6. The Wife of the Governor’s Chief of Staff Is a Spokeswoman for Nestle, Michigan’s Largest Owner of Private Water Reserves.
As Deep Throat told Woodward and Bernstein: “Follow the money.” Snyder’s chief of staff throughout the two years of Flint’s poisoning, Dennis Muchmore, was intimately involved in all the decisions regarding Flint. His wife is Deb Muchmore, who just happens to be the spokesperson in Michigan for the Nestle Company—the largest owner of private water sources in the State of Michigan. Nestle has been repeatedly sued in northern Michigan for the 200 gallons of fresh water per minute it sucks from out of the ground and bottles for sale as their Ice Mountain brand of bottled spring water. The Muchmores have a personal interest in seeing to it that Nestles grabs as much of Michigan’s clean water was possible—especially when cities like Flint in the future are going to need that Ice Mountain.
7. In Michigan, from Flint water, to Crime and Murder, to GM Ignition Switches, It’s a Culture of Death.
It’s not just the water that was recklessly used to put people’s lives in jeopardy. There are many things that happen in Flint that would give one the impression that there is a low value placed on human life. Flint has one of the worst murder and crime rates in the country. Just for context, if New York City had the same murder rate as Flint, Michigan, the number of people murdered last year in New York would have been almost 4,000 people—instead of the actual 340 who were killed in NYC in 2015. But it’s not just street crime that makes one wonder about what is going on in Michigan. Last year, it was revealed that, once again, one of Detroit’s automakers had put profit ahead of people’s lives. General Motors learned that it had installed faulty ignition switches in many of its cars. Instead of simply fixing the problem, mid-management staff covered it up from the public. The auto industry has a history of weighing the costs of whether it’s cheaper to spend the money to fix the defect in millions of cars or to simply pay off a bunch of lawsuits filed by the victims surviving family members. Does a cynical, arrogant culture like this make it easy for a former corporate CEO, now governor, turn a blind eye to the lead that is discovered in a municipality’s drinking water?
The lead pipes in Flint are just a tiny part of a huge problem with lead-poisoning. https://t.co/LcGP7dR3y4 pic.twitter.com/jhlXn34YiY
— Slate (@Slate) January 30, 2016
8. Don’t Call It “Detroit Water”—It’s the Largest Source of Fresh Drinking Water in the World.
The media keeps saying Flint was using “Detroit’s water.” It is only filtered and treated at the Detroit Water Plant. The water itself comes from Lake Huron, the third largest body of fresh water in the world. It is a glacial lake formed over 10,000 years ago during the last Ice Age and it is still fed by pure underground springs. Flint is geographically the last place on Earth where one should be drinking poisoned water.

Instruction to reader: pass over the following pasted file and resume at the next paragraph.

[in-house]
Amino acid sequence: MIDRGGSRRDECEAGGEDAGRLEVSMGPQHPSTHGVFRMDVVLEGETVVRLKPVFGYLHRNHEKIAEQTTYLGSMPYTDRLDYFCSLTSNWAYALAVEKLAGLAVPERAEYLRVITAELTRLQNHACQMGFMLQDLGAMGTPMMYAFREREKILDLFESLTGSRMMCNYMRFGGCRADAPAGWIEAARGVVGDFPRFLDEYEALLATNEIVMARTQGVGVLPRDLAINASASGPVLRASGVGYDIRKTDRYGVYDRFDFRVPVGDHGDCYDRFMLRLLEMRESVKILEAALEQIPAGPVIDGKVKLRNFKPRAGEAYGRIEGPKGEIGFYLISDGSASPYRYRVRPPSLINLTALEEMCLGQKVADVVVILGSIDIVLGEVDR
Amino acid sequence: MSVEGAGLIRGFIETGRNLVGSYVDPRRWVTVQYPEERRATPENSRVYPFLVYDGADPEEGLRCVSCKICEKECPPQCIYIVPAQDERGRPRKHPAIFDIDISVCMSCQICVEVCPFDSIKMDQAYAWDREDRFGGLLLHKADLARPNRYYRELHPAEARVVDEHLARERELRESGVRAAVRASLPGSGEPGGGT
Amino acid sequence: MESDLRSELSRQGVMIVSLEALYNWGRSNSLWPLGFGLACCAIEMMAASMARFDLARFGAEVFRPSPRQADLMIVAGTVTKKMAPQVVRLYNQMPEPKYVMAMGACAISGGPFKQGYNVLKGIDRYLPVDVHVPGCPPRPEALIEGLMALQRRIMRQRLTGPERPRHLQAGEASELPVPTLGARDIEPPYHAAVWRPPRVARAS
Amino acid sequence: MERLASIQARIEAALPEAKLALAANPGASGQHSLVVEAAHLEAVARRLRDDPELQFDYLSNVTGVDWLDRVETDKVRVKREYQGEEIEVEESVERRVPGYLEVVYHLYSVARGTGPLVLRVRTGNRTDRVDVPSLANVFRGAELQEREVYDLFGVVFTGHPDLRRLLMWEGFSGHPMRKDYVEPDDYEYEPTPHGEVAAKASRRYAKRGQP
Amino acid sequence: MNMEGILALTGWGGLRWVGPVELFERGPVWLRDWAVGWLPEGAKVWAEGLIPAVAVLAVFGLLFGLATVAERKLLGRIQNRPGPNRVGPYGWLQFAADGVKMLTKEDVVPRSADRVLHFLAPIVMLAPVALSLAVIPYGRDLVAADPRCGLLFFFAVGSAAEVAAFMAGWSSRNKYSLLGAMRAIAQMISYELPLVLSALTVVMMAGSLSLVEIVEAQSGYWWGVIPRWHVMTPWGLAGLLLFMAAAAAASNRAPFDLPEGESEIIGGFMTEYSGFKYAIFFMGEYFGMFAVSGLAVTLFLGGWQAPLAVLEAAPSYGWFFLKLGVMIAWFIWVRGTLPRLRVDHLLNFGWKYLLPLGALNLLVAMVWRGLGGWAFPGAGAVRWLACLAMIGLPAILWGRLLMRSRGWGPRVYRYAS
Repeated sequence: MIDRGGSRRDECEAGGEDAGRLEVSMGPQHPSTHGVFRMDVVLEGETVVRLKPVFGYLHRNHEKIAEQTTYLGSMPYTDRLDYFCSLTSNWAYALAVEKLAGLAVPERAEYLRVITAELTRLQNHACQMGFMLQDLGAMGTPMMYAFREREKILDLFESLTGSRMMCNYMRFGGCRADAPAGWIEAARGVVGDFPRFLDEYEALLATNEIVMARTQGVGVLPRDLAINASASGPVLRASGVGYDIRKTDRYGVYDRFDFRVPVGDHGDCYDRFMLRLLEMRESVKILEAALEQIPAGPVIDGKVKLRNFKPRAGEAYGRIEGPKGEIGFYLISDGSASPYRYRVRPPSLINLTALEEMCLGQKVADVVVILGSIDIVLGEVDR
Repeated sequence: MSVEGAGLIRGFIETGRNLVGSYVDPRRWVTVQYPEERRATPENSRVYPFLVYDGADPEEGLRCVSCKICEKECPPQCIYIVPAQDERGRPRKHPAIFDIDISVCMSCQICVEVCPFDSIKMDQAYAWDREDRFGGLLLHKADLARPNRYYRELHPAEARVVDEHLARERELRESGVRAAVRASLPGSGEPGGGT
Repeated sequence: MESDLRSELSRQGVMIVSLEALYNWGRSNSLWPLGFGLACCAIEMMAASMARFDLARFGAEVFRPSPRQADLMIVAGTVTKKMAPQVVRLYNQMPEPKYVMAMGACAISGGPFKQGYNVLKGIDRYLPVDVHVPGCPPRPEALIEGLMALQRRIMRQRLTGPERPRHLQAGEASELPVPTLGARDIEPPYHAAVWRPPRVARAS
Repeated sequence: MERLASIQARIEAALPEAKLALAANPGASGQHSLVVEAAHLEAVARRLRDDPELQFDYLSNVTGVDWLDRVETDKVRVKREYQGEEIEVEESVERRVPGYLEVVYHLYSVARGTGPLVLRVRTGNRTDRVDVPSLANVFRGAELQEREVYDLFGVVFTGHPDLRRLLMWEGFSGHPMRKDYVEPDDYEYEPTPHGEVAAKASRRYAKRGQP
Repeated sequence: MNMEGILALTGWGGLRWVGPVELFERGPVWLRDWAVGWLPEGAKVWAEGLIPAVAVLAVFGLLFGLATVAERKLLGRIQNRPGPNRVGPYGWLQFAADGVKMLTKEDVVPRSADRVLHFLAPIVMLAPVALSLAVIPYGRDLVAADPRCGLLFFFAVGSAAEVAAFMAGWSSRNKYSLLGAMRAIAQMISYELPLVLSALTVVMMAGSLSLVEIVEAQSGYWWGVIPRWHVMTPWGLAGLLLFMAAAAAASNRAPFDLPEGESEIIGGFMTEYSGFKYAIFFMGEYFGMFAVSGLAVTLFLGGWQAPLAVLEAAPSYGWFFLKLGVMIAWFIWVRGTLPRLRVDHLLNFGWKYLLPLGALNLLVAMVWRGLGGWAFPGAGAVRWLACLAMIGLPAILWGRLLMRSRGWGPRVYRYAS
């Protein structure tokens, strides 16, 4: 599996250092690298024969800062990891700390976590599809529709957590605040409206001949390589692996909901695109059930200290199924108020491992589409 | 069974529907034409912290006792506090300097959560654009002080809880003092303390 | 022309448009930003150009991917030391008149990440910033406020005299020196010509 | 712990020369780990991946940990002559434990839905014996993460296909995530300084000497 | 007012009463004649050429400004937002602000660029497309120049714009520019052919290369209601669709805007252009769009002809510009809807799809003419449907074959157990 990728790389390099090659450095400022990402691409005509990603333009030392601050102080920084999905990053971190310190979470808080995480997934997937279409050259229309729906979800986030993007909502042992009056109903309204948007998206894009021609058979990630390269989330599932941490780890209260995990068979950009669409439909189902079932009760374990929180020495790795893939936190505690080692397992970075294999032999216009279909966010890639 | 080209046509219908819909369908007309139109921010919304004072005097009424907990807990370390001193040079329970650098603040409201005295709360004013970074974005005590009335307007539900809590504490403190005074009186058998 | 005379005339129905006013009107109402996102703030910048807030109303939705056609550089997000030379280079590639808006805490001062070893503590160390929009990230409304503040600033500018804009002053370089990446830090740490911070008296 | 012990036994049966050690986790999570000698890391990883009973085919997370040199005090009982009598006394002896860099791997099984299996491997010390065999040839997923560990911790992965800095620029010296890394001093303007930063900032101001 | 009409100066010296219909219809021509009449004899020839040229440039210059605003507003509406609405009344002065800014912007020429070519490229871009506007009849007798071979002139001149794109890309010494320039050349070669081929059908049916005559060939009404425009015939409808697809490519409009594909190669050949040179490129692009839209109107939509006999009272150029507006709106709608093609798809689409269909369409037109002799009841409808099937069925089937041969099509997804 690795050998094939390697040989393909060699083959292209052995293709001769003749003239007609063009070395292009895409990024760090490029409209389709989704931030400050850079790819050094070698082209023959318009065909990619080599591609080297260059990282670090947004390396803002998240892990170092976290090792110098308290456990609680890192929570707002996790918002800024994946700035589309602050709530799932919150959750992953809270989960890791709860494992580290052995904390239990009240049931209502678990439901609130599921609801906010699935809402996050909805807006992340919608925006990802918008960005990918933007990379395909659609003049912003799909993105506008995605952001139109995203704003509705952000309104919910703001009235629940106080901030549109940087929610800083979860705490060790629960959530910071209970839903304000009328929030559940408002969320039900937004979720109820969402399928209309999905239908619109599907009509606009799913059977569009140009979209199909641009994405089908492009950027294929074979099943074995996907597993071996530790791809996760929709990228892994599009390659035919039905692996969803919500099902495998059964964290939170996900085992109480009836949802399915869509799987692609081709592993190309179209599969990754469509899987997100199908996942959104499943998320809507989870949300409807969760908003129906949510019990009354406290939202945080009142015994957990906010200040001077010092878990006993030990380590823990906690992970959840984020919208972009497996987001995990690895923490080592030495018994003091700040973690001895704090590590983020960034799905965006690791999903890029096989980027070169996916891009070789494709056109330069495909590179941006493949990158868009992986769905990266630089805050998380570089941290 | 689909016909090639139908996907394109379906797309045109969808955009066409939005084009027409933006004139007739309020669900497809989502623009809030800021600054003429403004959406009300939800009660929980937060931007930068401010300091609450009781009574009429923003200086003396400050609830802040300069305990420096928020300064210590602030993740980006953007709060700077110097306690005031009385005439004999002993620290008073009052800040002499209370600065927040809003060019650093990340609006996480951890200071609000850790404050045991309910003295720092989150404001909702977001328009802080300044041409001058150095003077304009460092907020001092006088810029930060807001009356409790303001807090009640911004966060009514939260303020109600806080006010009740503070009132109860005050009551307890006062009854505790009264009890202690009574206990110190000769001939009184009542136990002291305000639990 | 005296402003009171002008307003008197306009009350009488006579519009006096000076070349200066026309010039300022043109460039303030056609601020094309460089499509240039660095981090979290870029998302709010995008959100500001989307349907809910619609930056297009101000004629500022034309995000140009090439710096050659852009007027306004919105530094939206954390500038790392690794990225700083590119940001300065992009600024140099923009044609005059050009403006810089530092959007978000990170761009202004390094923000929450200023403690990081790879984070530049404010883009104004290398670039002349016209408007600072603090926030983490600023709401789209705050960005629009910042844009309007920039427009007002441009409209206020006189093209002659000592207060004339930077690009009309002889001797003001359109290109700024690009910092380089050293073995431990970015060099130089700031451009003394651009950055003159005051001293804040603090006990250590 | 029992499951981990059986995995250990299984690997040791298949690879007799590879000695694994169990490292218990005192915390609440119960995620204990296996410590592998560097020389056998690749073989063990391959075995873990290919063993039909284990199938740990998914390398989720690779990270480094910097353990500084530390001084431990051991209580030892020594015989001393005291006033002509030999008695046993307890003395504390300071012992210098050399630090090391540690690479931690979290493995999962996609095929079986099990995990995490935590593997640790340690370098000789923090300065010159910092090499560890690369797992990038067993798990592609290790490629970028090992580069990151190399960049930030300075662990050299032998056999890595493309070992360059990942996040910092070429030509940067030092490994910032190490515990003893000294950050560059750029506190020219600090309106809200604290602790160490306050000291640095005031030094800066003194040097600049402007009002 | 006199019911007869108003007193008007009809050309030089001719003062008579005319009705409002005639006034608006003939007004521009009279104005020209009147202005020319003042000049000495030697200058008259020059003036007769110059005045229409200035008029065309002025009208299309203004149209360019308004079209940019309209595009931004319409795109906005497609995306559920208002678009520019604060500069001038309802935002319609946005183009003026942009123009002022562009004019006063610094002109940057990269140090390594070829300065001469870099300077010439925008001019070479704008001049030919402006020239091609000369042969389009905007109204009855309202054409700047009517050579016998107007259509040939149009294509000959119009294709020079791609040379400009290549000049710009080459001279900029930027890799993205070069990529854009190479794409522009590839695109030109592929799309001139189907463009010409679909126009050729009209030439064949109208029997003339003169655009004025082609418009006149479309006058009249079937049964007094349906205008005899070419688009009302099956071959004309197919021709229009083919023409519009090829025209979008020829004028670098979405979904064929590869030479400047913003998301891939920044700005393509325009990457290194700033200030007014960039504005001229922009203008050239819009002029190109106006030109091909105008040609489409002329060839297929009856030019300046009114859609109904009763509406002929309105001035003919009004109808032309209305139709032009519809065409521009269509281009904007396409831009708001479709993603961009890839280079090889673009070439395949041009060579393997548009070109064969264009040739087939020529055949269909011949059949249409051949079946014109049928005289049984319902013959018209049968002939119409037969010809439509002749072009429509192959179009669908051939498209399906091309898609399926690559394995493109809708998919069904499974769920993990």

9. ALL the Children Have Been Exposed, As Have All the Adults, Including Me.
That’s just a fact. If you have been in Flint anytime from April 2014 to today, and you’ve drank the water, eaten food cooked with it, washed your clothes in it, taken a shower, brushed your teeth or eaten vegetables from someone’s garden, you’ve been exposed to and ingested its toxins. When the media says, “9,000 children under 6 have been exposed,” that means ALL the children have been exposed because the total number of people under the age of 6 in Flint is … 9,000! The media should just say, “all.” When they say “47 children have tested positive,” that’s just those who’ve drank the water in the last week or so. Lead enters the body and does it’s damage to the brain immediately. It doesn’t stay in the blood stream for longer than a few days and you can’t detect it after a month. So when you hear “47 children,” that’s just those with an exposure in the last 48 hours. It’s really everyone.
10. This Was Done, Like So Many Things These Days, So the Rich Could Get a Big Tax Break.
When Gov. Snyder took office in 2011, one of the first things he did was to get a multi-billion dollar tax break passed by the Republican legislature for the wealthy and for corporations. But with less tax revenues, that meant he had to start cutting costs. So, many things—schools, pensions, welfare, safe drinking water—were slashed. Then he invoked an executive privilege to take over cities (all of them majority black) by firing the mayors and city councils whom the local people had elected, and installing his cronies to act as “dictators” over these cities. Their mission? Cut services to save money so he could give the rich even more breaks. That’s where the idea of switching Flint to river water came from. To save $15 million! It was easy. Suspend democracy. Cut taxes for the rich. Make the poor drink toxic river water. And everybody’s happy.
Except those who were poisoned in the process. All 102,000 of them. In the richest country in the world.